Sheriff’s Recruits to Receive College Credits
College and Sheriff’s Office Sign Agreement that will Encourage Recruits to Attend College
Harford County, Md: In an agreement recently reached with officials of Harford Community College, Harford County Deputy Sheriff recruits will now receive credits towards a college degree upon completion of the Sheriff’s Office Police Academy.
President of Harford Community College, Dr. James LaCalle, and Sheriff R.Thomas Golding, signed the agreement on June 28th after several months of meetings to ensure the academy training met the requirements by which the college could assign credits. Lt. Christopher Swain, Director of Training for the Sheriff’s Office explained that police recruits attend 990 hours of classroom training during their 6-month full time training program during which time students must pass all tests with 80% proficiency. Additionally, Swain noted, the recruits are required to complete a 3-month field training practicum.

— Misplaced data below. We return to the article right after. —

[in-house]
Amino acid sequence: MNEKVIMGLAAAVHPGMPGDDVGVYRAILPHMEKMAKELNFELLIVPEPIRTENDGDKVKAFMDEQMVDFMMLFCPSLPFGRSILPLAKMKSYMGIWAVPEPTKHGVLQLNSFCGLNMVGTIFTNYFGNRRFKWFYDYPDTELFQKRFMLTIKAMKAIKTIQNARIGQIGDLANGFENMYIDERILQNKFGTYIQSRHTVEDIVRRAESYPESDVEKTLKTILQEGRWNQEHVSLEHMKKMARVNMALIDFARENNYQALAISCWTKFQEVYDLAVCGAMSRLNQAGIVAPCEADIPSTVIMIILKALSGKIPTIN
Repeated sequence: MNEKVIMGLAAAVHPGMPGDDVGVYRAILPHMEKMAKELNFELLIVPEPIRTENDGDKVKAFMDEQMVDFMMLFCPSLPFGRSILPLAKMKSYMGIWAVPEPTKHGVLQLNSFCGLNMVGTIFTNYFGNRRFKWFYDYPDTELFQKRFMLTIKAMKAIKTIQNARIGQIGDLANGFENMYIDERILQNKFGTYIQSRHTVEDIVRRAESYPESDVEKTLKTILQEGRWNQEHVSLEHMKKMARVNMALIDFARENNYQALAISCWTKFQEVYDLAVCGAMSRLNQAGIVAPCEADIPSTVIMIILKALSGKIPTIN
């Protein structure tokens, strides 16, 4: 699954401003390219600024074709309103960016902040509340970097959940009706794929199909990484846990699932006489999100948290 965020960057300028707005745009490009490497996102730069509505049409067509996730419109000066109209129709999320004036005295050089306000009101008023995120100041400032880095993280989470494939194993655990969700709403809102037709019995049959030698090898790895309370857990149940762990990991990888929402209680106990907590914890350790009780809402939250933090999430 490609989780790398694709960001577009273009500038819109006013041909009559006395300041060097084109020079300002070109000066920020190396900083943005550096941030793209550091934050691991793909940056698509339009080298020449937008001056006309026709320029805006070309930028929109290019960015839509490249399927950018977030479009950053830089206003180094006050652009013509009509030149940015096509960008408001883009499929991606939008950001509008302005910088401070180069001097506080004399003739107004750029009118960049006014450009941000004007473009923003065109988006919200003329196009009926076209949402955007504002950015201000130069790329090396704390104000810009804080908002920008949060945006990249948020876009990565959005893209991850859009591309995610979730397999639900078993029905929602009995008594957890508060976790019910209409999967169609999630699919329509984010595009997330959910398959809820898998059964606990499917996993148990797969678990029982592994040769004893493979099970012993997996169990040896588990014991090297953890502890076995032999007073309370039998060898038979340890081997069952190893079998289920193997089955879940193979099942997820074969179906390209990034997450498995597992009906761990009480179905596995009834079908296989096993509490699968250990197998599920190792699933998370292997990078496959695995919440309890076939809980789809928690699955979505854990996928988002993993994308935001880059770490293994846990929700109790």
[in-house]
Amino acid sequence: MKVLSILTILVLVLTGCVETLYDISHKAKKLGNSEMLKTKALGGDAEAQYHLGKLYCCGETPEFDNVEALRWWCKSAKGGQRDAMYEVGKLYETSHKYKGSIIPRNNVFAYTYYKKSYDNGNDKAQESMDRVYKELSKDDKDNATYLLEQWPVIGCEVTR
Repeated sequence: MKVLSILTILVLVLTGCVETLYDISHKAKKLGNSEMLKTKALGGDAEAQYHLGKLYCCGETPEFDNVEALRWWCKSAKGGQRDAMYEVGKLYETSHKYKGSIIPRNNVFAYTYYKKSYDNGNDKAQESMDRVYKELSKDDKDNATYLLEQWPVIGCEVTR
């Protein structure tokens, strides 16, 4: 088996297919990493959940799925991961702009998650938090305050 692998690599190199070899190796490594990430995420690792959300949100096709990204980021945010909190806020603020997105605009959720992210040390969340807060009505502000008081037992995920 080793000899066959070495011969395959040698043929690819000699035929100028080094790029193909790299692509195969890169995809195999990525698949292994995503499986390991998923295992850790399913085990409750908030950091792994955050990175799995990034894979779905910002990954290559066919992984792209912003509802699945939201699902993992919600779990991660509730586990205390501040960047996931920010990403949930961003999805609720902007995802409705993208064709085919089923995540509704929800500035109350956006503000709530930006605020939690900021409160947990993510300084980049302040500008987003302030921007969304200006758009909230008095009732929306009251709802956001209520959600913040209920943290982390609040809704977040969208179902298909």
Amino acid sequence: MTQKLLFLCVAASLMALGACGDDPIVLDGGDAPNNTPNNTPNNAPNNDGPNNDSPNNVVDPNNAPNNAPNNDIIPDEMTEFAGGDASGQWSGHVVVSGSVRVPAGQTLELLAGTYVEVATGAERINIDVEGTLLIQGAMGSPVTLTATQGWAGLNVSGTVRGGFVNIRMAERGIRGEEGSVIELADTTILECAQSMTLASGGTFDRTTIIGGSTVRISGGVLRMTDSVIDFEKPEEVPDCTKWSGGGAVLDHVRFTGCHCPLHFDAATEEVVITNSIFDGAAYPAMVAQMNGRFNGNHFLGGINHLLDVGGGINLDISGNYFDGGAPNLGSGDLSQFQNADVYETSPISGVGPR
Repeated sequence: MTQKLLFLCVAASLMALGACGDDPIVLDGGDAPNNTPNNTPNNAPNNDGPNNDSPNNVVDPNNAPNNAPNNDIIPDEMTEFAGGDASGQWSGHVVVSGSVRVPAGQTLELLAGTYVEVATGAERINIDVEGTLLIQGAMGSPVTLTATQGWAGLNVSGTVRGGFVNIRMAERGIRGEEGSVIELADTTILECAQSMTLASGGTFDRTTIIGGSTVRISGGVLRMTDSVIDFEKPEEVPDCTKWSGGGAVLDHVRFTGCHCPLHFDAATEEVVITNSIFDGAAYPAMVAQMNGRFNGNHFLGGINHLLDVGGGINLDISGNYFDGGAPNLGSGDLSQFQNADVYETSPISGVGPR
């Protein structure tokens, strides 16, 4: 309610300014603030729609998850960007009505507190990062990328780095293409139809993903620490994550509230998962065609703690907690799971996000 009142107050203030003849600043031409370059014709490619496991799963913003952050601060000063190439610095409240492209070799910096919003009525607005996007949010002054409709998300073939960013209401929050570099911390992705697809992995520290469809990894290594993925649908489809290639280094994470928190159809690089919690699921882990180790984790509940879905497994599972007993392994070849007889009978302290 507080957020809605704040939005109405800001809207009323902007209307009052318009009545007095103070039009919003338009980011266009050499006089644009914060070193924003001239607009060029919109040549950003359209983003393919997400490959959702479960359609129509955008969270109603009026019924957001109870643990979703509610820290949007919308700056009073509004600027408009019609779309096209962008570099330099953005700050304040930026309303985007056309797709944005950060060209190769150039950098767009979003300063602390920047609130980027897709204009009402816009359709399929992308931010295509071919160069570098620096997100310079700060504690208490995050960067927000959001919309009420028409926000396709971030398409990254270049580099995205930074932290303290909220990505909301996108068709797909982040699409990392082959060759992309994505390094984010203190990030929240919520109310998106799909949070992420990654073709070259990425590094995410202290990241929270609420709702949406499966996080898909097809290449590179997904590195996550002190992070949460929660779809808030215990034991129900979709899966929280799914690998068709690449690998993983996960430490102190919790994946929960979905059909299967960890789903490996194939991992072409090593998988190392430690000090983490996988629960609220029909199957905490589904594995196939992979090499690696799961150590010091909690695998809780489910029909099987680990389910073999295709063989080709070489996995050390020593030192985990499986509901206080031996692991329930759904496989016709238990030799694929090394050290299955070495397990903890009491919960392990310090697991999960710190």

Sheriff Golding said he saw the potential of this program and wanted it to be an opportunity to recruit good people and create a way to further their college education. “We’re losing good applicants to law enforcement agencies who can offer the applicant options in their career paths we didn’t have,” Golding said. “And by offering our recruits this program we give them a chance to earn college credits and jump start their college education by earning those credits while in our academy, he added. “It’s a terrific incentive,” the Sheriff said, and, “One we hope will cause applicants to choose to work for the Sheriff’s Office.” The Sheriff also added that for those thinking of pursuing a college education but maybe didn’t have the time or money, that this program would take the pressure of that decision off their shoulders. “They’re attending our academy and receiving college credits at the same time, Golding said. We’re hiring good applicants, the recruits are receiving college credits that will enhance their law enforcement careers and the county benefits “I think it is a win-win situation,” the Sheriff said.
Lt. Swain said recruits would earn 29 total credits – 27 criminal justice credits and 2 physical education requirement credits. They can graduate with an Associate of Arts Degree in Criminal Justice or Legal Studies if they complete an additional 35 credit hours in courses, which include English, math and science electives. Recently graduated recruits can start classes this fall, he said.